A fundamental goal of treatment in HCM is the alleviation of symptoms related to heart failure.13 14 Since no data indicate that pharmacological therapy may change the course of the disease, treatment is generally not required in low-risk asymptomatic patients. Once the diagnosis is made, the patient's family history (data regarding the presence of hypertrophic cardiomyopathy or sudden death) should be carefully obtained. First-degree family members should undergo periodic screening with echocardiography every 5 years for this autosomal dominant disorder, and may not be appreciable until the sixth to seventh decade of life. Annual screening is recommended for adolescents 12–18 years of age. In the future, the diagnosis of hypertrophic cardiomyopathy may be based on the identification of mutations in the genes encoding the sarcomeric proteins, but this technique is not currently the standard of care. Patients should undergo an evaluation that includes 48 h Holter monitoring and exercise testing, which provide prognostic information. All patients should be offered instructions for prophylaxis against infective endocarditis and should be advised to avoid dehydration and strenuous exertion.13 15
Symptoms such as exertional dyspnoea, orthopnoea, paroxysmal nocturnal dyspnoea and fatigue are common, characteristically in preserved LV contractility and independent of whether outflow obstruction is present.16 They appeared largely caused by diastolic dysfunction with impaired filling due to abnormal relaxation and increased chamber stiffness, leading in turn to elevated left atrial and LV end-diastolic pressures, pulmonary congestion and impaired exercise performance.17 These symptoms may also intertwined with other important pathophysiological mechanisms such as myocardial ischaemia, outflow obstruction associated with mitral regurgitation and atrial fibrillation. Because typical anginal chest pain may be part of the HCM symptom-complex, associated atherosclerotic CAD, which may complicate clinical course, it is indicated in patients with HCM and persistent angina who are over 40 years of age or who have risk factors for CAD, or when CAD is judged possible prior to any invasive treatment for HCM.4 The treatment strategy for a wide spectrum of clinical presentation of HCM can be seen in fig 1.
Propranolol was the first drug used in the medical management of HCM, and long-acting preparations of propranolol or agents such as atenolol, metoprolol or nadolol have been employed more recently. The beneficial effects of beta-blockers on symptoms of exertional dyspnoea and exercise intolerance appear to be attributable largely to a decrease in the heart rate with a consequent prolongation of diastole and relaxation, and an increase in passive ventricular filling. These agents lessen LV contractility and myocardial oxygen demand, and possibly reduce microvascular myocardial ischaemia. Substantial experience suggests that standard dosages of these drugs can mitigate disabling symptoms and limit the latent outflow gradient provoked during exercise when sympathetic tone is high and heart failure symptoms occur. However, there is little evidence that beta-blocking agents consistently reduce outflow obstruction under resting conditions. Consequently, beta-blockers are a preferred drug-treatment strategy for patients with symptoms with outflow gradients present only with exertion, and currently available data do not support the routine use of beta-blockers in the prevention of sudden cardiac death in these patients.4 18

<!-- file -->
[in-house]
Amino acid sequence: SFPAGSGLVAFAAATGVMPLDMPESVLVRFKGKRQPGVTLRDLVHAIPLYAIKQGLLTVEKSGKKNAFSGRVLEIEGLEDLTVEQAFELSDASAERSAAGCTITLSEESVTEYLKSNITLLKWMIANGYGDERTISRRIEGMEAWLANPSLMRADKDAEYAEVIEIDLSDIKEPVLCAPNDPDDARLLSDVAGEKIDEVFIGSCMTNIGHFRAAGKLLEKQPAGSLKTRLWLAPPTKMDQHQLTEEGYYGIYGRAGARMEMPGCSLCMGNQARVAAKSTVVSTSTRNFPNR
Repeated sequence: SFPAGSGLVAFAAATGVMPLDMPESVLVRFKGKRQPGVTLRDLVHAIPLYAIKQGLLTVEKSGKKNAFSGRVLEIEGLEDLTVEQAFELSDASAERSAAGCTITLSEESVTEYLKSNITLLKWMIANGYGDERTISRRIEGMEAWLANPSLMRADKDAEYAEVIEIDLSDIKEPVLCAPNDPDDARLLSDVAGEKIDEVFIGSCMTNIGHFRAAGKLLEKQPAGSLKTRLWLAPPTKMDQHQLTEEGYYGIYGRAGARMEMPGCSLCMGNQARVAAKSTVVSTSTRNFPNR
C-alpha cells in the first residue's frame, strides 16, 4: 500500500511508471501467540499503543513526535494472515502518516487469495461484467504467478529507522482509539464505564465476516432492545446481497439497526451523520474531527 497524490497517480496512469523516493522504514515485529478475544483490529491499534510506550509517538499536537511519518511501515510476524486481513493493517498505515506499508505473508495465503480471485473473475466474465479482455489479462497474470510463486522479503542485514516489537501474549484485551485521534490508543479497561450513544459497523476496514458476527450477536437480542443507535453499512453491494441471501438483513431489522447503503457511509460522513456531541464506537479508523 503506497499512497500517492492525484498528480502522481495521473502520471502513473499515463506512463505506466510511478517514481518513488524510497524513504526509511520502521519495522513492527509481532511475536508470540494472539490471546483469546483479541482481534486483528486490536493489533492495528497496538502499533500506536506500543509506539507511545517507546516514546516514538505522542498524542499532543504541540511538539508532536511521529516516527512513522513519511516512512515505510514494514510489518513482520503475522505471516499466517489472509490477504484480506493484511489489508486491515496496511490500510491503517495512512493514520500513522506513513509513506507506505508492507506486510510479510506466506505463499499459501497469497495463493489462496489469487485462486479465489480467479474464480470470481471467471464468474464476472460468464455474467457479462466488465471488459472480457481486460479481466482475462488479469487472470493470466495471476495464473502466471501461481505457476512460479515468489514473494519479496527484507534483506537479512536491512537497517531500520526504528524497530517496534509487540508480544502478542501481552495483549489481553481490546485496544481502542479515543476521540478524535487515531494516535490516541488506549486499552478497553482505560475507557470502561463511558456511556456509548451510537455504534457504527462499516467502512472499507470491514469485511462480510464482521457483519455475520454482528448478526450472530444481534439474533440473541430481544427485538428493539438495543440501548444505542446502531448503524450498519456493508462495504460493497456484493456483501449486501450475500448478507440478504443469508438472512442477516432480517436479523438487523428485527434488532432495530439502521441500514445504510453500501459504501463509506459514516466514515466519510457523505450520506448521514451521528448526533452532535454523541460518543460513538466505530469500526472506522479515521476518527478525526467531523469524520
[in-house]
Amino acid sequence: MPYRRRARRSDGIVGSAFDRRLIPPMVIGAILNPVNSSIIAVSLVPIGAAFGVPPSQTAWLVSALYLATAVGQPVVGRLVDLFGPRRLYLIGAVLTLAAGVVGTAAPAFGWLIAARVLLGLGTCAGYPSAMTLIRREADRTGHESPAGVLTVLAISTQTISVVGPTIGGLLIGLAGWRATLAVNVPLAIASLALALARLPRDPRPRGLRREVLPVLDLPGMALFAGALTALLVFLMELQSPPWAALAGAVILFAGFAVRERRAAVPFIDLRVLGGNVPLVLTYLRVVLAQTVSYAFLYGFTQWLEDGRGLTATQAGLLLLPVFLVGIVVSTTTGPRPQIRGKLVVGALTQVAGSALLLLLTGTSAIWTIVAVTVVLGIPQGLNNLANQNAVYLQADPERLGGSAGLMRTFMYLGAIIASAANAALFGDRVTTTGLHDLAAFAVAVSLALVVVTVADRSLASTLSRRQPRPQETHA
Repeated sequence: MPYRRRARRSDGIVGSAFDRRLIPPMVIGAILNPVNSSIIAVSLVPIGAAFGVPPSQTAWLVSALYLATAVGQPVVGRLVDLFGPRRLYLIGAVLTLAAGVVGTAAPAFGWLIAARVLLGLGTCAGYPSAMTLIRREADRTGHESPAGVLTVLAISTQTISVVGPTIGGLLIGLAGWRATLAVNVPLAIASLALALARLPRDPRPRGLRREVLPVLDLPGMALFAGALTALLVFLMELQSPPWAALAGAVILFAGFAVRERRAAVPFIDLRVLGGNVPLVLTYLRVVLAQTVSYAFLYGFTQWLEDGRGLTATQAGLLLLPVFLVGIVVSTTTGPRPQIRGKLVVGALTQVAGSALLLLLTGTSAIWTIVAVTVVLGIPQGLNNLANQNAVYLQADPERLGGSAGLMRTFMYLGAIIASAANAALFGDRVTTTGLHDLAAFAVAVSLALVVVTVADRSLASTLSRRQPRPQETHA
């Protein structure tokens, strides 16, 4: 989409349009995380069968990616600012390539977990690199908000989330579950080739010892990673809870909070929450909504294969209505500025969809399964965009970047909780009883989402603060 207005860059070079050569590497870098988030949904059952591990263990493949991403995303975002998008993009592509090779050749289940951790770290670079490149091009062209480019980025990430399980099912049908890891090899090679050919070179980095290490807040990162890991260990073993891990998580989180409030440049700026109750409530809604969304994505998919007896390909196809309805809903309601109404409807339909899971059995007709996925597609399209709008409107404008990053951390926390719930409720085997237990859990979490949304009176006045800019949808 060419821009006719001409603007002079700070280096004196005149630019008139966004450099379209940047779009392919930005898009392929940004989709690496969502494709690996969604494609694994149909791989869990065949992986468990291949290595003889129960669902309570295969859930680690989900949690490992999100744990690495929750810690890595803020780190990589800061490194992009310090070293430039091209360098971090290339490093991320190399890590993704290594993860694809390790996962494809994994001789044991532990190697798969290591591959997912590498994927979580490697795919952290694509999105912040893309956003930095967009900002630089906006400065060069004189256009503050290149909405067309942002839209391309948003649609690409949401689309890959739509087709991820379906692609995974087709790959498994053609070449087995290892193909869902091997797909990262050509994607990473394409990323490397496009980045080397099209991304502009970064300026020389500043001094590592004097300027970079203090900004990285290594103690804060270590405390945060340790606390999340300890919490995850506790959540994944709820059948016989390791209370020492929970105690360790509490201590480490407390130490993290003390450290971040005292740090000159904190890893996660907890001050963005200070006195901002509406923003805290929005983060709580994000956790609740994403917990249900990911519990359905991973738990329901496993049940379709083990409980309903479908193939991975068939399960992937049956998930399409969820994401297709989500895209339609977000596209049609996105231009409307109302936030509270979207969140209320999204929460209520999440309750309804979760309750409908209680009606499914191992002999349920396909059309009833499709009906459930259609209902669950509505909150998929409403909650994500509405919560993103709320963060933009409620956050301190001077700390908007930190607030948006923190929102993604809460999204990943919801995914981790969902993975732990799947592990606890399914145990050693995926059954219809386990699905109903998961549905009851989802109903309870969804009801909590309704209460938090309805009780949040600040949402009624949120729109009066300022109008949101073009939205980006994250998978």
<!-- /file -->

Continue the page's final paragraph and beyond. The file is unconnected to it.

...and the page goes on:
Calcium antagonist verapamil has been widely used empirically in both the non-obstructive and obstructive forms, with a reported benefit for many patients, including those with a component of chest pain. It has been common practice, however, to administer verapamil to those patients who do not experience a benefit from beta-blockers or who have a history of asthma. Limited reports also suggested more benefit with the use of verapamil instead of beta-blocker.19 20 Nevertheless, verapamil has also been reported to cause more deaths in a few HCM patients with severe disabling symptoms and markedly elevated pulmonary arterial pressure in combination with marked outflow obstruction.19 21 At present, there is no evidence that combined medical therapy with administration of betablockers and verapamil is more advantageous than the use of either drug alone.4
There are reports of disopyramide producing symptomatic benefit in severely limited patients with resting obstruction, because of a decrease in SAM, outflow obstruction and mitral regurgitant volume.22 Because disopyramide may cause accelerated atrioventricular (A-V) nodal conduction and thus increase ventricular rate during AF, supplemental therapy with beta-blockers in low doses to achieve normal resting heart rate has been advised. Although disopyramide incorporates antiarrhythmic properties, there is little evidence that proarrhythmic effects have intervened in HCM patients. Nevertheless, this issue remains of some concern in a disease associated with an arrhythmogenic LV substrate; prolongation of the QT interval should be monitored while administering the drug. Furthermore, disopyramide administration may be deleterious in non-obstructive HCM by decreasing cardiac output, causing most investigators to limit its use to patients with outflow obstruction who have not responded to beta-blockers or verapamil.4
At present, the information regarding drugs such as sotalol and other calcium antagonists (such as diltiazem) is insufficient to recommend their use in HCM. Diuretic agents may be added to the cardioactive drug regimen prudently, preferably in the absence of marked outflow obstruction. Because many patients have diastolic dysfunction and require relatively high filling pressures to achieve adequate ventricular filling, it may be advisable to administer diuretics cautiously. Nifedipine, because of its particularly potent vasodilating properties, may be deleterious, particularly for patients with outflow obstruction. Also, administration of nitroglycerine, ACE inhibitors or digitalis is generally contraindicated or discouraged in the presence of resting or provocable outflow obstruction.4 14 A prospective study done by Yamazaki et al indicates the efficacy of angiotensin II receptor blockers (ARB) to ameliorate myocardial impairment in hypertrophic nonobstructive cardiomyopathy by reducing left ventricular mass compared with placebo.23